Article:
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Recipe File: English Toffee
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PostPosted: Thu Aug 10, 2006 11:10 pm    Post subject: Reply with quote

Ah, so you're supposed to put in the sugar first? That explains it.

I tried your toffee recipe twice, and got the same result as farjane both times. Today I made some of your fudge, which worked out very well, and sprinkled some toffee pieces into it. I guess I'll have to wait and get a second taste opinion, though (I'm bringing it over to the house of my boyfriend's relatives).
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PostPosted: Mon Aug 14, 2006 8:00 am    Post subject: additional shelf life Reply with quote

okay. So, I have the recipe down pack. Now, how can I extend the shelf life? I know that over time the toffee becomes "fudgy" and have tried to dip the toffee pieces completely in chocolate and that seems to help. But, how do I extend it even longer? Thanks Unsure
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PostPosted: Mon Aug 28, 2006 3:58 am    Post subject: Reply with quote

Thanks again for another great recipe!
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PostPosted: Mon Sep 25, 2006 10:11 pm    Post subject: AVOIDING SEPARATION OF BUTTER AND SUGAR Reply with quote

AVOIDING SEPARATION OF BUTTER AND SUGAR. I made this recipe for the first time about 3 years ago with the intention of giving bags out as gifts to clients. My sister had made it tons of times with no problem. I made it over and over and over again always getting the same result....SEPARATION!....It was driving me crazy because I even went to my sisters house to have her watch me and tell me what I was doing wrong. The same thing happened! Anger We were pretty much calling it "Toffee Karma" at this point but I refused to give up. After much searching and reading on the internet I found my answer. HUMIDITY! I had always had a pot of water on one of the other burners slowly simmering to add moisture to our dry winter air. The humidity, in such close proximity to the toffee making, was causing my toffee to crystalize. It just so happened that when I went to my sisters to make it, she was making a pot of soup for dinner while I was making the toffee, so of course....I got the same separation problem. You wouldn't believe how much butter and sugar I wasted before figuring this out. So....

Tip 1: Most important tip of all.....have a coolish DRY environment in your kitchen.

Tip 2: It sometimes works to add about 1/8 cup of hot water (very slowly so you don't get splattered!) if you notice the mixture starting to separate. Or better yet, just brushing down the crystals forming on the side of the pan and the spoon handle with a pastry brush dipped in water. I felt that the more water added to remedy the situation, the more the final texture was altered (not in a good way) I know adding water sounds contradictory to the humidity explanation above....and that's why it took me so long to figure it out....but it does work. It doesn't cause more crystalization when applied in this way, it just melts the forming crystals and washes them back down into the toffee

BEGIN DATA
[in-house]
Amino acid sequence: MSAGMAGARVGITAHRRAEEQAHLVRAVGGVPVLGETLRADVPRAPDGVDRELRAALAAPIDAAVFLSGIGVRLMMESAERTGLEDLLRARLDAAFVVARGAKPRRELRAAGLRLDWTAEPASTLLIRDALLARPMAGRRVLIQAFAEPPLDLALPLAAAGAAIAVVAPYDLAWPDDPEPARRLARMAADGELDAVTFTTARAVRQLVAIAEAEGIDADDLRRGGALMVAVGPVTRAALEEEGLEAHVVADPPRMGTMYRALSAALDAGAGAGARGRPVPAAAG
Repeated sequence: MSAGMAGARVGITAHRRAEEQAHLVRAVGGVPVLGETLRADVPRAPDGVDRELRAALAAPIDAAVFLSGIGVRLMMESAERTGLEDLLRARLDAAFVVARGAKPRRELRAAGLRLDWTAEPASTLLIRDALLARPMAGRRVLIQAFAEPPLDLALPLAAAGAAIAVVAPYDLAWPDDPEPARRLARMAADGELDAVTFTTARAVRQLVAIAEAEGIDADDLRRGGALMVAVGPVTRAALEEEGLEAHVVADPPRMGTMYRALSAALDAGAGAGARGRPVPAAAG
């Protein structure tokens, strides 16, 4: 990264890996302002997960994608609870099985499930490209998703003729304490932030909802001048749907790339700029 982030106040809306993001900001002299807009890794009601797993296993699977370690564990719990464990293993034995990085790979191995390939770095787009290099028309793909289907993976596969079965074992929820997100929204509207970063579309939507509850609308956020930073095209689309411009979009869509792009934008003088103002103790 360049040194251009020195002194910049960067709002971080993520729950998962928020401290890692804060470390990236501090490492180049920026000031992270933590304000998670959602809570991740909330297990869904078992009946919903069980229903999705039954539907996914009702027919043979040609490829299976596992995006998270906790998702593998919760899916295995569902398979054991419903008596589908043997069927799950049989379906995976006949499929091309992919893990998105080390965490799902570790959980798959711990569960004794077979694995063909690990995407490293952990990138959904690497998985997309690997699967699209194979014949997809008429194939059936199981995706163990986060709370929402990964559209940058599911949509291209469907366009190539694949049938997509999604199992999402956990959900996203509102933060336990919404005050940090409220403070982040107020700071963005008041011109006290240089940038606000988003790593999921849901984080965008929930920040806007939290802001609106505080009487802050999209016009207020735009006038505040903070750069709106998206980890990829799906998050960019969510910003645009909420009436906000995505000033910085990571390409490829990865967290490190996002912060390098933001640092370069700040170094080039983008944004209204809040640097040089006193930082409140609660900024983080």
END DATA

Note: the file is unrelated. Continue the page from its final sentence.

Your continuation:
Tip 3: I felt that heating the sugar and butter up to quickly (being impatient and setting the burner on high just to get it going) seemed to create a higher likelyhood of separation problems. So be really doesn't take too long.

Tip 4: Stirring too vigorously also seemed to contribute to separation problems. I do stir quite regularly, and toward the end I stir constantly, but gently.

STORING TIP: Humidity matters here also. That's why recipes usually recommend an covered/air-tight container. I have had no problem storying mine in the frig BUT it's very important if you're going to do this, to let it come back to room temperature before allowing it to come into contact with the air in the room. Any moisture in the room will condense on the surfact of the toffee if it's cold (just like on a cold coke can) and affect the texture of your toffee (it gets sticky) Storing it in the frig, in itself, has never been a problem for me, and I almost think it's even safer in there as the refrigerator air is usually quite dry. However I always keep it covered till it's come to room temp.

I hope I've just saved someone from going through what I went through! This toffee is so absolutely fabulous it's totally worth making! And it's really easy actually.....believe it or not!
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PostPosted: Sat Oct 07, 2006 10:30 pm    Post subject: Chocolate comes off when breaking!! Reply with quote

Any idea why the chocolate sperates from the candy? Thanks for any tips.
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PostPosted: Fri Oct 27, 2006 10:54 pm    Post subject: Mars bar toffee Reply with quote

Hello, everyone!
I loved this recipe, but I need the recipe (or at least, a similar one) of that type of toffee they put in the Mars bar.
Thank you!

P.S.: I need it urgently! Please! Shock Shock Disbelief Disbelief Unsure
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PostPosted: Sat Dec 02, 2006 10:14 pm    Post subject: butter separates when cooking toffee Reply with quote

We have been having trouble with toffee. We have a candy thermometer and are watching the temperature and just before it reaches 300 the butter starts to separate out. One time it was after we took it off the heat and we added the vanilla and the butter separated out. What are we doing wrong? We did not have this trouble in previous years. No matter how much we stir the butter does not mix back together until the toffe is burned to near a crisp. Thanks.
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PostPosted: Sat Dec 09, 2006 2:15 pm    Post subject: Any adjustments for altitude Reply with quote

I live above 6000 ft, do I need to do anything different at this altitude? My husband is very excited for me to try the recipe.
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PostPosted: Sat Dec 16, 2006 8:50 am    Post subject: separation Reply with quote